This potting soil is suitable for both indoor and outdoor use. Its moderate drainage and water retention capabilities, along with its medium particle size, make it work well for houseplants, hanging baskets, patio containers, and container veggie and herb gardens. This is a nearly all-purpose choice for growers with different kinds of potted plants.

Best Bang for the Buck

The Best Potting Soil Option: Proven Winners Premium All Purpose Potting Soil
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Proven Winners Premium All Purpose Potting Soil, in a 1.5-cubic-foot bag, comprises 50 to 60 percent Canadian sphagnum peat moss to help provide excellent water-holding capacity, processed softwood bark and perlite for aeration, and dolomitic lime to balance the pH. The company blends continuous release 15-7-15 (N-P-K) fertilizer into the mix to provide consistent feeding.

This is a medium-weight potting soil with excellent aeration and drainage capabilities. It’s especially formulated for growing vibrant flowering plants. As an all-purpose potting soil, it’s suitable for indoor or outdoor use, including growing houseplants and vegetables. It especially works well for patio containers and hanging baskets with annual flowers. You can purchase the 1.5-cubic-foot bag at a value price to fill several containers.

Best Organic

The Best Potting Soil Option: Espoma AP16 16-Quart Organic Potting Mix
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Espoma AP16 16-Quart Organic Potting Mix is an all-purpose organic potting soil for use in indoor and outdoor container plantings. It’s made from 35 to 45 percent sphagnum peat moss, plus regionally sourced organic materials, such as aged forest products, humus, composted rice hulls, perlite, and limestone. Earthworm castings, alfalfa meal, kelp meal, and feather meal provide nutrients for a long, steady feed. Nine species of beneficial mycorrhizal fungi help promote root expansion and efficient feeding. Yucca extract, a natural wetting agent, promotes thorough moisture penetration.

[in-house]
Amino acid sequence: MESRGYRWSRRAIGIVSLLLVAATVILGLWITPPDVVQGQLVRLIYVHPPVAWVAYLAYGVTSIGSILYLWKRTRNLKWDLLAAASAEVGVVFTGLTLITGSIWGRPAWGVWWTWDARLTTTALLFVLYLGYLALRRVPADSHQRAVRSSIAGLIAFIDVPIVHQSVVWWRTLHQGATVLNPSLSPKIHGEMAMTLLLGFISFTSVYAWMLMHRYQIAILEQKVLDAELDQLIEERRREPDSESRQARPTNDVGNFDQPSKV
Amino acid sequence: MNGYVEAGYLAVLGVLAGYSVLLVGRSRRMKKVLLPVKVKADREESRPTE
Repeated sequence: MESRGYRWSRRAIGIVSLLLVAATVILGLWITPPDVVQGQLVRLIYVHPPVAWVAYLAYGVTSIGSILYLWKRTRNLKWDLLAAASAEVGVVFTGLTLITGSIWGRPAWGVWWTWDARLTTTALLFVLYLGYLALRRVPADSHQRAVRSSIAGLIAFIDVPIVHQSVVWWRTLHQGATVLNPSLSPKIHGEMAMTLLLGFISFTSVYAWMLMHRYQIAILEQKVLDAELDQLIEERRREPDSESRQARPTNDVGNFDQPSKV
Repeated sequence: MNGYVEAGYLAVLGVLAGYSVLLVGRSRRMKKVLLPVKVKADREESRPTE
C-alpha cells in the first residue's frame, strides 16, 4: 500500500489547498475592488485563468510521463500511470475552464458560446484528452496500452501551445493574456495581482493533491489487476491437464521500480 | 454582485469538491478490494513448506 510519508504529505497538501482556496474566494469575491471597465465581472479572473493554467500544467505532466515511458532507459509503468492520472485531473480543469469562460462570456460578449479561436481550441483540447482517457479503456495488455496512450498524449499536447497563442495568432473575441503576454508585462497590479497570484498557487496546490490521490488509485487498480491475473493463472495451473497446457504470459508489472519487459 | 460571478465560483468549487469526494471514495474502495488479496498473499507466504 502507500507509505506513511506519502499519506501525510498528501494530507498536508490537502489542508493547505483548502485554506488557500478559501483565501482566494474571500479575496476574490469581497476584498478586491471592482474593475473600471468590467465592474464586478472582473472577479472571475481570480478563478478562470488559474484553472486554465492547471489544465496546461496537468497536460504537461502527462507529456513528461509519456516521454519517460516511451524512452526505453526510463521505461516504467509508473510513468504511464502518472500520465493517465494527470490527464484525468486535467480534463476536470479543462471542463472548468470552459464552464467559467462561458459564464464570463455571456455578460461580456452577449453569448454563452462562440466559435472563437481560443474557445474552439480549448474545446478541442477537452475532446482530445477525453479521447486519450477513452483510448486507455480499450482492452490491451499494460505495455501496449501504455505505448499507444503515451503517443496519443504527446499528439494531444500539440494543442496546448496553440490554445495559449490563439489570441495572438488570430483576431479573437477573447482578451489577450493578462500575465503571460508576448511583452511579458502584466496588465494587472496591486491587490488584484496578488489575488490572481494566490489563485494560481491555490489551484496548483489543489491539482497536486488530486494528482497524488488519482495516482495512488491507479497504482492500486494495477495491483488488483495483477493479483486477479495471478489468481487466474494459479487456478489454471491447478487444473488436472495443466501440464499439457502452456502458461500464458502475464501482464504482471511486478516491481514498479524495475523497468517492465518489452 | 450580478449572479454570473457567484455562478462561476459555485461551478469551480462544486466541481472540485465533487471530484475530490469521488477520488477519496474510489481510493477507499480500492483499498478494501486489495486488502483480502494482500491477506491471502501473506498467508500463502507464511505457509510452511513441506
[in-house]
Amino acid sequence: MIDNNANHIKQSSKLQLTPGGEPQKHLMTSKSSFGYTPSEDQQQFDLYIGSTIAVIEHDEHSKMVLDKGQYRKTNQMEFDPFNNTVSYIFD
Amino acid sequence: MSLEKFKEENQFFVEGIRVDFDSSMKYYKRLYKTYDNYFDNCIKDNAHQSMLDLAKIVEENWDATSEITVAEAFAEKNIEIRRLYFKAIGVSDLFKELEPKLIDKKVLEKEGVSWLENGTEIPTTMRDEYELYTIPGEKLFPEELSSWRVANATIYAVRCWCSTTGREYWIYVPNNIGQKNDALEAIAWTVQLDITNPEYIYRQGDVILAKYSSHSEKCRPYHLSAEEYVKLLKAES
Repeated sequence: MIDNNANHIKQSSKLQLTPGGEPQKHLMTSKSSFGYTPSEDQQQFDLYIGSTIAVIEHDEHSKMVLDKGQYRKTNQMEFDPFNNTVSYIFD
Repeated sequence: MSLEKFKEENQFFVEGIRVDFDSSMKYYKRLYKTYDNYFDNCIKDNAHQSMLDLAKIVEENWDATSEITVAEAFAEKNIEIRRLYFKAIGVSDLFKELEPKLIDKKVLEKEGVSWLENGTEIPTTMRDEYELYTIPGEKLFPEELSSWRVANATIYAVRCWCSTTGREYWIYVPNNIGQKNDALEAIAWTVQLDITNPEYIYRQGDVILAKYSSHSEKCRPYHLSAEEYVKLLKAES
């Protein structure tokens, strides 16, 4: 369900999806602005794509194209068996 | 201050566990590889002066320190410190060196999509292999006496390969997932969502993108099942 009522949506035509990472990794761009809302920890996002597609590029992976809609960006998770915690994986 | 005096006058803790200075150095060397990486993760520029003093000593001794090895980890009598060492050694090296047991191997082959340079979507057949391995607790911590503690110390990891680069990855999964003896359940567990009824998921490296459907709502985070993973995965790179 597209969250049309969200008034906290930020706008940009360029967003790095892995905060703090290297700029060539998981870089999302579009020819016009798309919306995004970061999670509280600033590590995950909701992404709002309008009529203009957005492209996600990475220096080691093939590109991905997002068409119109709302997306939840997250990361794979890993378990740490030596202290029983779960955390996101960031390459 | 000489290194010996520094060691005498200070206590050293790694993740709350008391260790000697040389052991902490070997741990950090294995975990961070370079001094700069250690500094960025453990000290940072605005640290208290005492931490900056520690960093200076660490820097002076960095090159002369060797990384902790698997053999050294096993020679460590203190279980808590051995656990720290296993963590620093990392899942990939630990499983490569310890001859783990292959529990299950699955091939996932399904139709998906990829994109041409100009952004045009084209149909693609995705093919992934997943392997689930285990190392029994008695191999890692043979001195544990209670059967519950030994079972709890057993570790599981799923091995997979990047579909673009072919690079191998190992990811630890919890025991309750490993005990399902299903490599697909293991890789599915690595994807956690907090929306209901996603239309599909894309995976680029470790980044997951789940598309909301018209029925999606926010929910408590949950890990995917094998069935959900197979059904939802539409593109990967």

This organic all-purpose potting mix is suitable for potted plants, indoors and out, and it’s especially suitable for growing container-grown vegetables and herbs. The organic mix also works well for container-grown habitats, such as balcony or patio butterfly and pollinator gardens.

Seed Starting Pick

The Best Potting Soil Option: Miracle-Gro Seed Starting Potting Mix, 8 Quart
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Miracle-Gro Seed Starting Potting Mix is blended for fast seed germination and early, strong root growth. A mixture of 85 to 95 percent sphagnum peat moss and perlite provides a moist seed bed that provides good aeration for developing roots. Miracle-Gro plant food gives the mix a guaranteed fertilizer analysis of .03-.03-.03 N-P-K. The nutrients are derived from ammonium nitrate, ammonium phosphate, calcium phosphate, and potassium sulfate.

This lightweight specialty potting mix is designed for starting flower and vegetable seeds, as well as for propagating root, stem, and leaf cuttings. For best results, use a humidity dome over seed starting trays to keep the soil surface moist and speed up germination.

Best for Indoor Plants

The Best Potting Soil Option: Miracle-Gro Indoor Potting Mix 72776430 6 Quart
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This two pack of 6-quart Miracle-Gro Indoor Potting Mix 72776430 is a premium potting soil that will significantly reduce the likelihood of pesky gnats indoors. It contains 60 to 70 percent sphagnum peat moss, coir, perlite, and fertilizer for an excellent balance of water retention, aeration, and drainage for growing most houseplants. Bark products and compost, which can harbor bothersome and potentially damaging fungus gnats, are left out of the mix. The .25-.13-.19 fertilizer analysis is derived from ammonium nitrate, ammonium phosphate, calcium phosphate, and potassium sulfate for a quick feed, plus polymer-coated ammonium nitrate, ammonium phosphate, calcium phosphate, and potassium sulfate to feed plants up to six months. This product comes as a two pack of 6-quart bags for a total of 12 quarts.

Best for Orchids

The Best Potting Soil Option: Perfect Plants All Natural Orchid Potting Mix 4 qt